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Friday, 21 January 2011

Two Ed's better than one?

So, Ed Balls is the new Shadow Chancellor. There appear to be rather sad personal reasons behind Alan Johnson's hasty departure. But whatever the reasons, it allows Ed Miliband the opportunity for a bit of a re-launch and a bit of a re-think. He desperately needs one. His first hundred days, always scrutinised by the pundits, were uninspiring and very forgettable. The media is labelling Ed as a man with nothing to say - there were brutally funny cartoons of Ed surrounded by students waving placards. Tellingly, Ed's placard was blank.

And this has been the mark of Ed's first few month's as leader. Labour has struggled to define itself as the coalition has charged around with reforms on welfare, health and education and the sheer scale of the cuts outlined in October's comprehensive spending review. But it really is about the economy, stupid, and Labour's position on the deficit and on spending cuts was fatally weakened by Alan Johnson's nice guy approach - he was a nice guy, but failed to land any blows on George Osborne because it was clear he didn't really do the numbers.

Ed Balls will surely be different. He has one of the most formidable ecomomic brains in Parliament today. For too long in this Parliament, Labour has struggled to be a credible and effective opposition. Balls, like Brown in his wait for the Premiership, has waited a long time for this. He wanted to be Chancellor of course, and lost out to Alistair Darling. He wanted to be Shadow Chancellor and was disappointed to be appointed Shadow Home Secretary. Whilst Ed Miliband has placed Balls in his own office and under his own media team, we can expect Ed Balls to bring much greater clarity to Labour's attacks on the economy. Ed Miliband has a chance to beef up his Opposition with Ball's talent deployed where it can make a real difference.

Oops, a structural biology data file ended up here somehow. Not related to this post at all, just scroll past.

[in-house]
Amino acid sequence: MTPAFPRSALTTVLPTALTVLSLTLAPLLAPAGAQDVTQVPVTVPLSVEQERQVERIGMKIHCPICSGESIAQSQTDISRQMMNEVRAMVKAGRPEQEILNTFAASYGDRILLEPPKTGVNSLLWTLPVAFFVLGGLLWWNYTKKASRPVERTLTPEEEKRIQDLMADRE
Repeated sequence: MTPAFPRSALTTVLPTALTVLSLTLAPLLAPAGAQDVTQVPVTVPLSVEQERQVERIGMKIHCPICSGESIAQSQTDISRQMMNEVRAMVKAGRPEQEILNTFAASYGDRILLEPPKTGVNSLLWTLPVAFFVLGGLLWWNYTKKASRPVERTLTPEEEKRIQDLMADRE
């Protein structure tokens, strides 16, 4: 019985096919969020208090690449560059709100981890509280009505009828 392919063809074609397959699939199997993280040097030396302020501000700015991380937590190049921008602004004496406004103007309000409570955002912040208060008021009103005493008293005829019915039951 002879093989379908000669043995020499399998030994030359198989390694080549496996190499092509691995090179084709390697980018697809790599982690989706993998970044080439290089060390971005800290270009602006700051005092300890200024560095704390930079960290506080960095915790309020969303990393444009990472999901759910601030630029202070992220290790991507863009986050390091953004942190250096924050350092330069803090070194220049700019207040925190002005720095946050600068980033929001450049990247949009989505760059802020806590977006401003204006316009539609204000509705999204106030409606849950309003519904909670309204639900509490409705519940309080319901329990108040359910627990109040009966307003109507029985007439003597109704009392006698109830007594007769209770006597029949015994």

The first task will be to figure out a strategy to blunt Tory attacks that Labour are "deficit deniers". Balls and Miliband will need to craft a more credible line than they have so far where Labour went wrong on the economy. Of course, the bank bail-outs triggered a huge rise in borrowing. But Labour will need to be more honest about the role it played in the banks getting to that stage in the first place. When it comes to the economy, it's all about trust - and the Tory line that Labour are in denial is one that is sticking and needs to be addressed.

A further task will be for Labour to ensure that two Ed's really are better than one. There is great potential here for Ed Balls to undermine and overshadow Ed Miliband who has, thus far, been uninspiring. Ed Balls ran a superb leadership campaign over the summer - he has softened his image and shows great capacity for re-inventing himself. He reminds me of Michael Portillo, the Thatcherite villain of the left, who came back as Shadow Chancellor under William Hague's leadership and took the party in a bold direction, reversing - for example - Tory opposition to the minimum wage. Ed Balls has the capacity to make the same kind of break with Labour's past and, in doing so, escape the Brownite villain status that still hangs round his neck.

He's been waiting for this for so long - you have to expect Ed Balls to make the most of his chance. And if he does well and Miliband continues to falter, he may just have an eye on the leadership too.

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